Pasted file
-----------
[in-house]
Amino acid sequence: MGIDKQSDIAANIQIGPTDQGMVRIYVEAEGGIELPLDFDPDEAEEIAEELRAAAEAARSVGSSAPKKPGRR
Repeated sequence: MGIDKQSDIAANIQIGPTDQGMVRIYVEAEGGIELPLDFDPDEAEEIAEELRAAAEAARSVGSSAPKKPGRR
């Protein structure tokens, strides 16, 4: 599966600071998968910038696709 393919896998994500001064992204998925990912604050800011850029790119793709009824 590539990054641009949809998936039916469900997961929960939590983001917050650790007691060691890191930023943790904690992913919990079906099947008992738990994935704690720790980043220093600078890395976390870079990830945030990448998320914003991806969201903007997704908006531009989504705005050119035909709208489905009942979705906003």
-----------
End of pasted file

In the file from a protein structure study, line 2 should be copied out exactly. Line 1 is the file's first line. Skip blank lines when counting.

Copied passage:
Amino acid sequence: MGIDKQSDIAANIQIGPTDQGMVRIYVEAEGGIELPLDFDPDEAEEIAEELRAAAEAARSVGSSAPKKPGRR